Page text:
This sounds like another great idea gone bad.

There is no doubt that education needs more funding. There is no doubt that President Obama is doing something good for education. And there is no doubt that educating our kids today leads us to a stronger nation tomorrow...

But shouldn't the educated people in government today come up with a better "Equation" to distribute the stimulus money to school districts with less discrepancies?

Sunday, March 15, 2009

Illegal Immigrants in our Schools

This issue is tough morally, ethically, religiously, economically, name it.

"Every child has the right to an education." Our government holds true to this statement. No child should be turned away from our schools if they want to learn.

Did you know? School administrators are not allowed to ask a parent enrolling their child(ren) in a public school for the first time if they are illegal immigrants.


  • Pro - No child should be labeled an "illegal immigrant" only to be segregated and chastised by others in the school due to a decision made by their parents and not their own.

  • Con - These students are receiving all of the same benefits including special governmental funds as American Citizens because they are not classified as different from the rest of the student body.

Did you know? The number of illegal immigrants in our schools rose 60% from 1995 to 2005.


  • Con - Over crowded classrooms. Every student loses in this situation. It was hard enough for teachers to control their students' attention in classrooms with 15 students; now many schools across the US have classroom sizes of up to 28 students.

  • Con - Over crowding leads to the need for building new schools.

Did you know? It is the American tax dollar that is supporting illegal immigrant students in school.

Comments: Cost of a Child

  • Con - In most districts the dollars allocated per student are between $2200 - $3500 each year for books, materials, and admin. costs.

  • Con - Many illegal immigrant students receive Free or Reduced lunches. This is in addition to the student allocation. It is reported that during the 2007-2008 school year the average free lunch cost $2.66 a day. A free lunch can cost upwards of $500 per student per school year.

  • Con - Many of these students do not speak English and are receiving additional services through the No Child Left Behind act of up to $1800 a year.

  • Just one illegal immigrant coming from a family not paying income tax can take between $4500 - $5500 of our American Tax dollars away from other students.

Comments: Additional Cost for Teachers/Curriculum

  • Con - Some schools have so many non-English speaking illegal immigrants they have had to hire additional ESOL teachers for their school. Not only additional teachers, but additional materials, and they have even rearranged the school day to add additional ESOL classes due to the shear number of students in these classes.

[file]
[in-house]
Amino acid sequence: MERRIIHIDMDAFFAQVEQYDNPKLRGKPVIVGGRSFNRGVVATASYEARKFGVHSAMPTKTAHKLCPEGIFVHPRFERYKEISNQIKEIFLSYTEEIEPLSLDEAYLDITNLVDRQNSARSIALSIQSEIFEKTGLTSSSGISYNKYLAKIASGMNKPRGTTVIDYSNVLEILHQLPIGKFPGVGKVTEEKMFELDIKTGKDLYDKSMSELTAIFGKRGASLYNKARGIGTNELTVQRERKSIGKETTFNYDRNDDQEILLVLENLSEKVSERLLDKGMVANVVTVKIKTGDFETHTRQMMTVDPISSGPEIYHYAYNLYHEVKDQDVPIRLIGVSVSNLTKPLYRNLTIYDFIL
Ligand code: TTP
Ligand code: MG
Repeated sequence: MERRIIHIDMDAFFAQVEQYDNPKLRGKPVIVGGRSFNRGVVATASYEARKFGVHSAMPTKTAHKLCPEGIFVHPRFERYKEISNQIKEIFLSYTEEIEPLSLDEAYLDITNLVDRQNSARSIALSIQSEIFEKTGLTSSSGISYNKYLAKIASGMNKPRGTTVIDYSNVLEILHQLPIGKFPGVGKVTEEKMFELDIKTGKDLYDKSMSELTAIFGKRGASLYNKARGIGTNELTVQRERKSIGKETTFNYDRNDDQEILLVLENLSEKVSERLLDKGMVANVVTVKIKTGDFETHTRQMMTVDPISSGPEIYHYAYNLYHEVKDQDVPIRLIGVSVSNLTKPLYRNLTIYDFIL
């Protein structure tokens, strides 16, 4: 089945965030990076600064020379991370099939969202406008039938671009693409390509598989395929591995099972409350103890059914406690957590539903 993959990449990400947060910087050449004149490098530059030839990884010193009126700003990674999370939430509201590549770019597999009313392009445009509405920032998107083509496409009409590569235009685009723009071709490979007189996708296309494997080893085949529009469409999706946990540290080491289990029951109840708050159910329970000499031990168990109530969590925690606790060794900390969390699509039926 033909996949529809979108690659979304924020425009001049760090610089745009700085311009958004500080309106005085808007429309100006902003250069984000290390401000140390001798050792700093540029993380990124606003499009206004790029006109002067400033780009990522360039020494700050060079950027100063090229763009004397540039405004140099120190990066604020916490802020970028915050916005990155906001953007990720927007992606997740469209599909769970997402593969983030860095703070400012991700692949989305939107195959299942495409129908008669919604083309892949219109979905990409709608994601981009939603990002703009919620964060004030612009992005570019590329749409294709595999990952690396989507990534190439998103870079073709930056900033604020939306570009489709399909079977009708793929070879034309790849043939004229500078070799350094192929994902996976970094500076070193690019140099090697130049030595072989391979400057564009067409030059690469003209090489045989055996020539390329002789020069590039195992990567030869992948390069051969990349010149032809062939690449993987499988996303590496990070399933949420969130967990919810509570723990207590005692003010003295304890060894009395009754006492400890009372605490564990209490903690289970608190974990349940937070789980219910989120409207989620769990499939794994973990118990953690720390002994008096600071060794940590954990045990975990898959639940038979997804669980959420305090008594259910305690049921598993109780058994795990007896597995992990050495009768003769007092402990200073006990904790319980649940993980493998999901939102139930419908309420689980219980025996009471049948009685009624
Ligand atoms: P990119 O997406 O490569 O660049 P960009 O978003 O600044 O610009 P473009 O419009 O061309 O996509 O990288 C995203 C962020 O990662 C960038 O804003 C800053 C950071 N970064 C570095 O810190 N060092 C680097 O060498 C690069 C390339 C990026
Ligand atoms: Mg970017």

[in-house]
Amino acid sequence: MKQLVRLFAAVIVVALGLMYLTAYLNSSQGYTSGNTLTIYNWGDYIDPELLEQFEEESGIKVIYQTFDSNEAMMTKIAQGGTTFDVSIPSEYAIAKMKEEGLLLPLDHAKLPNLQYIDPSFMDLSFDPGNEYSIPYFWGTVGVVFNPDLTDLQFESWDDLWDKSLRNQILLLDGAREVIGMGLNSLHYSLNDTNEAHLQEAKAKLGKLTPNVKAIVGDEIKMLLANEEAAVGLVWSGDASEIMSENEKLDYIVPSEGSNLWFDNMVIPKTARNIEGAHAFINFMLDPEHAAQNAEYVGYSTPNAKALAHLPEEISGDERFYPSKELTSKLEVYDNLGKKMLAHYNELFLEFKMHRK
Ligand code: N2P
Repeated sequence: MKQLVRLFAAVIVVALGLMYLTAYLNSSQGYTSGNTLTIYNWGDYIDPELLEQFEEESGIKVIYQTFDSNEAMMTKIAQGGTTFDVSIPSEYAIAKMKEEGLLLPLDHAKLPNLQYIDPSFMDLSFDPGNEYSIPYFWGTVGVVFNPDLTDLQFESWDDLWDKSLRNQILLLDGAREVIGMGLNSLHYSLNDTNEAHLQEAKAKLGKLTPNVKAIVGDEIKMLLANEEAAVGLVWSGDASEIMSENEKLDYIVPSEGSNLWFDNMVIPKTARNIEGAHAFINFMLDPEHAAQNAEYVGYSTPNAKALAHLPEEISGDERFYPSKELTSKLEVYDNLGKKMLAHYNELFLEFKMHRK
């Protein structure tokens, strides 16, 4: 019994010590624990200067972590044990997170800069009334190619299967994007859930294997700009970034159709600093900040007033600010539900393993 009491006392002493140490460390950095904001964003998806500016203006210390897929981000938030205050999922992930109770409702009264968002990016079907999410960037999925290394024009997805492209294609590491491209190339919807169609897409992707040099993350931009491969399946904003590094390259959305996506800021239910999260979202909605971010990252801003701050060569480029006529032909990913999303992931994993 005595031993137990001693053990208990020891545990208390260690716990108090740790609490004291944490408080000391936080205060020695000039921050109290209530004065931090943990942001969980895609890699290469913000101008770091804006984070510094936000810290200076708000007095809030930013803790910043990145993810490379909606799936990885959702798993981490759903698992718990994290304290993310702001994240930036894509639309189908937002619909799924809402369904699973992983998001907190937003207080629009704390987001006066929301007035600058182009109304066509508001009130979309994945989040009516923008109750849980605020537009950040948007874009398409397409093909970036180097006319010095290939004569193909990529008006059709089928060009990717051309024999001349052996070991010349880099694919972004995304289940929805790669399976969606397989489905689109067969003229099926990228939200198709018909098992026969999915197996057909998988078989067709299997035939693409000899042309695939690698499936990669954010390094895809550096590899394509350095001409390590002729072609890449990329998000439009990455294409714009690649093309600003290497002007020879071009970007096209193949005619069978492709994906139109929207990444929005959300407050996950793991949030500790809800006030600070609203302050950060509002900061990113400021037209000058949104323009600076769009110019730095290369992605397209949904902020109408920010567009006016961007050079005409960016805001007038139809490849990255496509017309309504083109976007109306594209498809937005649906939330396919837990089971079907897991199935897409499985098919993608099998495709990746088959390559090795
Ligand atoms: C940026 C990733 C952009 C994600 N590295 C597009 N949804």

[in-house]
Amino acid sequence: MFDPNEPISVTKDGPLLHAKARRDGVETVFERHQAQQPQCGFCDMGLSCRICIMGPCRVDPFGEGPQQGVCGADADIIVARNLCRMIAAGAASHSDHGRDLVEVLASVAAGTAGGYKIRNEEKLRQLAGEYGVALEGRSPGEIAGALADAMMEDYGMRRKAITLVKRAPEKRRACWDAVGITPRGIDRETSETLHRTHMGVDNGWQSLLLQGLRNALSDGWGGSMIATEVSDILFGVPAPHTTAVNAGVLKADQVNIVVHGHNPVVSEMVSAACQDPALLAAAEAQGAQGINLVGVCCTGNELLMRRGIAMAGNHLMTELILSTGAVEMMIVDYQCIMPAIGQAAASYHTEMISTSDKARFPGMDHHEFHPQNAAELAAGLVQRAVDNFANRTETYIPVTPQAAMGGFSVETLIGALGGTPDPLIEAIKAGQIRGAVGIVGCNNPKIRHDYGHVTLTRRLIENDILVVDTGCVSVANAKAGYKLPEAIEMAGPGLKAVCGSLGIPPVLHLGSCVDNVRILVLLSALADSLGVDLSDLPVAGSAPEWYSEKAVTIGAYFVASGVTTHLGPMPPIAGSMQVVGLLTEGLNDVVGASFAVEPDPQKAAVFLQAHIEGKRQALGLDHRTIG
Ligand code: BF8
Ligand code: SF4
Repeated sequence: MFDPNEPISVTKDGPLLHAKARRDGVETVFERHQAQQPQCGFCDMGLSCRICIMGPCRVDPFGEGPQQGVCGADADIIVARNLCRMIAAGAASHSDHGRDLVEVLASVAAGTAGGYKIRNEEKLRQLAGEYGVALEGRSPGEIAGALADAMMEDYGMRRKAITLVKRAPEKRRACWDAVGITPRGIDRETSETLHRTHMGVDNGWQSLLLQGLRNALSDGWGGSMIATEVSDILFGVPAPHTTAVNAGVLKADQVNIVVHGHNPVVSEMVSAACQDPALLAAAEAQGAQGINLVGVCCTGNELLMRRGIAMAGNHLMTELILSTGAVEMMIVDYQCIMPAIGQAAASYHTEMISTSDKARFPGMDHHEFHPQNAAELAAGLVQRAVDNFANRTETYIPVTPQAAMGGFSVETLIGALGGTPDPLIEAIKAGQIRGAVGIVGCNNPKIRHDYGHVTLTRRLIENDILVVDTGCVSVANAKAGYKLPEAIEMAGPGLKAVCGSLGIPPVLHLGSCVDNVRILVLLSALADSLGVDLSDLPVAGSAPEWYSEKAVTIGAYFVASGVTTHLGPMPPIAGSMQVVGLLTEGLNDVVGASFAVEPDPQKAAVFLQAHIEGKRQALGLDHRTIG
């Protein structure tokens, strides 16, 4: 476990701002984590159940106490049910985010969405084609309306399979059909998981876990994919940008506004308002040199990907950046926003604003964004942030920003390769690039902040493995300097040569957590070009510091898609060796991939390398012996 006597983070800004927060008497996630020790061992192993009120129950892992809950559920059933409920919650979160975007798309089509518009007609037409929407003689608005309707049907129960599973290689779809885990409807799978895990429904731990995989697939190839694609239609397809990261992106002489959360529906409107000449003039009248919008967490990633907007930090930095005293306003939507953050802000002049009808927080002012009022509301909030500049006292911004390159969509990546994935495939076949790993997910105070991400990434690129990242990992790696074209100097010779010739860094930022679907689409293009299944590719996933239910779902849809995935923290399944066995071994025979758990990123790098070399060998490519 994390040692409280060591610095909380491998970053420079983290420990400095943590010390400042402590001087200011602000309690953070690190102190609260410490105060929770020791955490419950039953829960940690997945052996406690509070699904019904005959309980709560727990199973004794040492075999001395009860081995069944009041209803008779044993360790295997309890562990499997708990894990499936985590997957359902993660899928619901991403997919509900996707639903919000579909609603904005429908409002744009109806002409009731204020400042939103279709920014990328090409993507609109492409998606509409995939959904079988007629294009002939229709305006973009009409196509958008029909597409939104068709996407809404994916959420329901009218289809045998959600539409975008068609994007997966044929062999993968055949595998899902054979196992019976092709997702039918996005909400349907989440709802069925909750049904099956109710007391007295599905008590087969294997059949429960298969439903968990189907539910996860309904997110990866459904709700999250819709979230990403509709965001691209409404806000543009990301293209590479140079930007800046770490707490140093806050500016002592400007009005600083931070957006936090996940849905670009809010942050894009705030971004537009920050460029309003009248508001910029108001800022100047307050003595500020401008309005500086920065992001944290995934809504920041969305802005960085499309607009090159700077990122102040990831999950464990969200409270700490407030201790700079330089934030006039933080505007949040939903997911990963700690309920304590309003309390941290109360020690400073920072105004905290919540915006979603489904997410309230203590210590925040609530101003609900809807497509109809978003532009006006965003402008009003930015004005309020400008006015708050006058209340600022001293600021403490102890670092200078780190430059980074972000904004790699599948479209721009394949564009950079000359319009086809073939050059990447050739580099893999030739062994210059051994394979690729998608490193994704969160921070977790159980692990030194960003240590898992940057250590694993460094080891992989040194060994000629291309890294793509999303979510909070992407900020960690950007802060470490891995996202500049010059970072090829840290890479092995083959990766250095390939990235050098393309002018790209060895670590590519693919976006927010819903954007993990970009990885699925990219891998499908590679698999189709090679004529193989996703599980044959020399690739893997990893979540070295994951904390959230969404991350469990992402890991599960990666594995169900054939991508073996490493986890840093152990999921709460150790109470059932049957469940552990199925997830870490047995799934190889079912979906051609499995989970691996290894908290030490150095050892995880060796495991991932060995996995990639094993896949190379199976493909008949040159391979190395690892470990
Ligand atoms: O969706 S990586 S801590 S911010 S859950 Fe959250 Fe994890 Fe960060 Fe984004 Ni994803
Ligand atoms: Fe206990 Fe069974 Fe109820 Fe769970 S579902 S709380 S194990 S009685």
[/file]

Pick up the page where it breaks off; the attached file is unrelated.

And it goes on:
• Con - Supporting the needs of this special group of children is taking funds away from other programs already in place for the school's American students.

My Opinion. I guess while putting down a few thoughts, I have come to one. Allow all students to attend public schools regardless of their citizenship. However, the administration should be required to know if the student is an illegal alien without any other faculty members knowing. Students with this status should not be allowed to receive any other governmental program dollars. They should have the right to attend school without receiving any additional benefits from governmental programs; American tax dollars should only be spent on the American students. There is not enough money in the federal budget to help all the students that are eligible for the No Child Left Behind program as it is.

Saturday, March 7, 2009

Cutting corners, cutting budgets, cutting what cost?

It seems that all we ever read about in the news today is cutting cost. No matter what school district you go to, they are all "losing" funds in the MILLIONS. They are closing schools, laying-off teachers, pulling "art" classes from the curriculum, no longer offering sports and extra-curricular activities, changing the school's hours to save on electricity and it goes on ...

Are we teaching kids or running a business? It sounds like the same types of budget-cuts that are happening in businesses across America.

To me it sounds like we have decided to down-size education!

When they cut these costs, how does it effect our childrens' education? Who decided that art/drama/music is not as important as geography, literature, or biology? Where would our society be without people with careers in the arts? Personally, I think it would be quite bleak.

Providing students with extra-curricular sports is an educational experience. Allowing students to participate in sports teaches them to make their own choices, to learn how to schedule their own time, to work with others as a team, and sometimes a chance to learn from their own mistakes. If we take away these after school options, we are taking away more than you think. We eliminate education that happens outside the classroom.

So after we take away the sports and the arts, let's close up the schools so the students can't stay late to receive extra help from teachers or peers. Let's eliminate library resources and science labs. Let's elminate all club activities like National Honor Society, Future Teachers of America, and Future Farmers of America; oh, let's not forget the National Junior Reserve Officer Training Corp. We don't need students joining the clubs to help determine what they want to do after they leave high school. Is it just me, or does this sound down right idiotic?

Taking away from our childrens' education is the worse place to cut costs.

On a side-note, if we don't produce well-rounded, think-for-themselves, adults of the next generation, who is going to make the intelligent decisions to get us out of the next economic crisis? We are having enough trouble trying to figure our way out of one now.